3)   Using a staffing firm to find freelancers (short-term commitment but a premium is usually required)

If your company moves very quickly, engaging a staffing firm can be great as they are well-informed on what talent is available in local markets, and they might have candidates that can start in 2 or 3 days from when you make your initial request.



–        Being able to seek out people very quickly.

–        Staffing firms have insights into what skill sets are needed.

–        Good fit for short-term (e.g. 1- to 2-month) projects.



–        Staffing firms take a high percentage off candidates’ fees (sometimes up to 50%) which can leave them feeling undervalued.

–        It can be time-consuming when interviewing candidates.

–        Once you find a candidate, the staffing agency plays a minimal role, usually only handling the billing.

–        Having no Account Director to manage multiple freelancers.

–        Possibly attracting freelancers who “need the work” which means they may not have a proven track record.



4)   Finding and managing freelancers by yourself (good short-term option but the process can be hard)

This is an excellent option if you have a lot of freelancer connections and fully understand the creative process (e.g. what freelancers need to create great work).

You also need to be good at working with creative people. You need to understand when to give them guidance, and when to give them the space to create great work.



–        You know up front the person who produces your work.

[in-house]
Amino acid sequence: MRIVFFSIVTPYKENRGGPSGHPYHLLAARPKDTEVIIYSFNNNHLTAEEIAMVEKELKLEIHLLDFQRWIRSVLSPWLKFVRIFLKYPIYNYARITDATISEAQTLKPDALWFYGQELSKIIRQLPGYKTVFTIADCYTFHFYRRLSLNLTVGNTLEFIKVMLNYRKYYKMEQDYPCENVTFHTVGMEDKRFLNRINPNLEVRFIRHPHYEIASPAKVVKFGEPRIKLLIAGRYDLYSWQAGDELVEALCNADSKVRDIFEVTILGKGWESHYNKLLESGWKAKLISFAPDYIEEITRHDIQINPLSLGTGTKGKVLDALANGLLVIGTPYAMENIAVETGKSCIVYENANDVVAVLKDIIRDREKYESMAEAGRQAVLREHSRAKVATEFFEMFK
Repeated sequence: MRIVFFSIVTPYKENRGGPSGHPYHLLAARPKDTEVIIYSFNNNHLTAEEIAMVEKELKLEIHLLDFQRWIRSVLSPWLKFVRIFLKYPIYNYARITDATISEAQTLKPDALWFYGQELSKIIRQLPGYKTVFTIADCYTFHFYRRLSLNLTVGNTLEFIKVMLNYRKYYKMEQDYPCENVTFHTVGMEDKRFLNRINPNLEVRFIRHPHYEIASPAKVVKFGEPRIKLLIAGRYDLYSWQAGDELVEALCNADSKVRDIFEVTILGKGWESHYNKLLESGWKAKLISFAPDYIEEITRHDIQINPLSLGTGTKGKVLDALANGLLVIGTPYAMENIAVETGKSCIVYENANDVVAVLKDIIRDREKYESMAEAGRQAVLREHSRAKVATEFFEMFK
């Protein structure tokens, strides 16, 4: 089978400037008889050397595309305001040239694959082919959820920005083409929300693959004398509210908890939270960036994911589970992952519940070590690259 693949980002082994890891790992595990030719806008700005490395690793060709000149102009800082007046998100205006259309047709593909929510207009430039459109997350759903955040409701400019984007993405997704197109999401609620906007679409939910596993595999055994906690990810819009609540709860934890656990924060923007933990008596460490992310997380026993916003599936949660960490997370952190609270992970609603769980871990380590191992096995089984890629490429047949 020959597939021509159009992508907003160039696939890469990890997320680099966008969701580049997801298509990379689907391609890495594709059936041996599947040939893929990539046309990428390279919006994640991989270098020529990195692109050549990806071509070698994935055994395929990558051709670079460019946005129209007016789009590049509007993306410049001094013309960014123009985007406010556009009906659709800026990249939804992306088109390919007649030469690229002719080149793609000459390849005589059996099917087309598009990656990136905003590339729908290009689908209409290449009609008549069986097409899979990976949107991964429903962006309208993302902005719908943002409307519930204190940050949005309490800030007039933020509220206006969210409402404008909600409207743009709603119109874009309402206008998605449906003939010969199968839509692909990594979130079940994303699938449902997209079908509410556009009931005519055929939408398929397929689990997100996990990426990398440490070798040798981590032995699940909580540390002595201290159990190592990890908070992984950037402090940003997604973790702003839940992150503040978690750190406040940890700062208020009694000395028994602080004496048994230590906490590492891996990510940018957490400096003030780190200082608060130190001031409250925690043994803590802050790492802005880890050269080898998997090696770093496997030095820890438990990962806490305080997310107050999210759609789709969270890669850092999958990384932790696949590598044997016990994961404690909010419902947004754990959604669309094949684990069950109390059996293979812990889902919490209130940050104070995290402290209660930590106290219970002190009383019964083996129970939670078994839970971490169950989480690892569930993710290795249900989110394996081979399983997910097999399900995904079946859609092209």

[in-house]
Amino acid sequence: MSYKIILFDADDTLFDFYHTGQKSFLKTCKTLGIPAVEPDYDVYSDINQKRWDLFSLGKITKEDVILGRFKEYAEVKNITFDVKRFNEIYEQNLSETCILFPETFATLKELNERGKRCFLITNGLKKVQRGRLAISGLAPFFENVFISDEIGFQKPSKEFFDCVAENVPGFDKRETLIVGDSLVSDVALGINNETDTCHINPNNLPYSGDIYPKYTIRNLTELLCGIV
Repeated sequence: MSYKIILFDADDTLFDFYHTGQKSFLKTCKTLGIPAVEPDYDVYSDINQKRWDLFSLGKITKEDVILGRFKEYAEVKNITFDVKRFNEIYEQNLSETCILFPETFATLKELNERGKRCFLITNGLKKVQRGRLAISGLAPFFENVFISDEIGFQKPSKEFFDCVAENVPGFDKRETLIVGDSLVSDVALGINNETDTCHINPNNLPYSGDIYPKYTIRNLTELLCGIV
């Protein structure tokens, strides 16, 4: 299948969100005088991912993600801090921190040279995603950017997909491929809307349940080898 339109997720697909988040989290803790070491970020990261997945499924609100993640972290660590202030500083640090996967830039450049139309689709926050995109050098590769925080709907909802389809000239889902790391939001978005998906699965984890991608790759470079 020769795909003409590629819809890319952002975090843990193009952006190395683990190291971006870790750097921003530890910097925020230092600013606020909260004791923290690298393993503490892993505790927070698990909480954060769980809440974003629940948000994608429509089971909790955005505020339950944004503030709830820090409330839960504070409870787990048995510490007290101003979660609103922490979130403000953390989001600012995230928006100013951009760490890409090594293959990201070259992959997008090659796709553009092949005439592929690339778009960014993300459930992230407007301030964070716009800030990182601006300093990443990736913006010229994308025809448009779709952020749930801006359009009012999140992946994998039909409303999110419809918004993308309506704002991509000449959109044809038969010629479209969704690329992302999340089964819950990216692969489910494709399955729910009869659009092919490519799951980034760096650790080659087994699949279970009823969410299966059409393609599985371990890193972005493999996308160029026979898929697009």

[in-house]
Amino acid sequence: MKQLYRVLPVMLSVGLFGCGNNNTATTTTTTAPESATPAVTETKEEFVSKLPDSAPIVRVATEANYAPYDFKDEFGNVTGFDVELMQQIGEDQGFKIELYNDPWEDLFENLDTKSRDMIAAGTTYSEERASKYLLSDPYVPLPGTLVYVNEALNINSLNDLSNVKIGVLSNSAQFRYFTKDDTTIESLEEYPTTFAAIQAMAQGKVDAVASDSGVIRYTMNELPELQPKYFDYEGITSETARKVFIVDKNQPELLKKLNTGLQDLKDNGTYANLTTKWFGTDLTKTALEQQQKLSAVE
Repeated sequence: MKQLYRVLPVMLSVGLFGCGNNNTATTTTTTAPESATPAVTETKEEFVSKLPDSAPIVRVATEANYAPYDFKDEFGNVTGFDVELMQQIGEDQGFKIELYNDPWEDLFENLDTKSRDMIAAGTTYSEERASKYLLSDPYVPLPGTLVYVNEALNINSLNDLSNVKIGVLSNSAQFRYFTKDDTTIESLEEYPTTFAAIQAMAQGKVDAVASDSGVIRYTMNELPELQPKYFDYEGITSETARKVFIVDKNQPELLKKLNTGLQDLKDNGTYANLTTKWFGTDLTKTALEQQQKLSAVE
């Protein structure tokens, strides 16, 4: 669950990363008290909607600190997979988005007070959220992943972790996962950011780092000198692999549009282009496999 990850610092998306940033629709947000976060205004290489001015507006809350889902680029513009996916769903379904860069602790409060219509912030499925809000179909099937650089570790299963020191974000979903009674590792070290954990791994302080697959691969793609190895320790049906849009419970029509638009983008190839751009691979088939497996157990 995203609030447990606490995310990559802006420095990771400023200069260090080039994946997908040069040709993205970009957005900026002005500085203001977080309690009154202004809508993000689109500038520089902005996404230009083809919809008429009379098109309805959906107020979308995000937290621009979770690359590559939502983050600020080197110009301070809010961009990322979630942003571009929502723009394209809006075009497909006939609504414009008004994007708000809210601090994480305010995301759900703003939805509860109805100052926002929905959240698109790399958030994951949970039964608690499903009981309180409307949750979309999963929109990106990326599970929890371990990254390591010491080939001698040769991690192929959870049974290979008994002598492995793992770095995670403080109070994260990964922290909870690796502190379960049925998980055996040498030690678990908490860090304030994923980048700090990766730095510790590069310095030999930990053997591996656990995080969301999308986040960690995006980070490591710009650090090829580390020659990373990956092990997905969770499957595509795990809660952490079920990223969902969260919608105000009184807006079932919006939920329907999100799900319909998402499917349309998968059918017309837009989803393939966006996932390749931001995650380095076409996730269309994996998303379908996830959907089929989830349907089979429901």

–        Cost-effective since you don’t have to pay for the services of any staffing firm or agency.

–        You can bring your freelancers in whenever you need them, and then let them work on other projects.



–        Having to manage the team of freelancers on your own.

–        Having to hire more freelancers to scale the team if they hit capacity.

–        They are usually working on other projects, so you don’t have their undivided attention.



5)   Hiring a content collective

This is a relatively new approach to consider, which blends the agency and freelance models together.

It’s ideal for companies that need content marketing but don’t wish to invest a large sum into building up a team, or signing an agreement with an agency.

The collective option adopts an on-demand approach so you only need to pay when your content is being created.

There’s also a higher level of transparency involved.

You know the team that you’re getting and you know what the content will cost you up front since you’re ordering it off a menu.



–        Gaining access to writers who are subject matter experts in your industry.

–        Being able to scale the content production up or down based on your business needs.

–        No need for long-term commitments.

–        Having access to an Account Director who manages your hand-picked team.

–        Enjoying transparent pricing upfront so you know what you’re paying for.



–        The collective team is not dedicated to your account unless you have a separate agreement with them.

–        Since members of the collective have various specialties, they often work in different cities, so in-person meetings cannot be guaranteed.

–        They usually don’t work on-site, so you don’t enjoy the luxury of walking down the hall and seeing them every day.



For more information about the collective model, read the article I recently published: How a content marketing collective can lower your B2B blood pressure.

Creating content can be tricky.


But as long as you understand the different approaches at your disposal, you can achieve better traction by implementing the model that works best for you.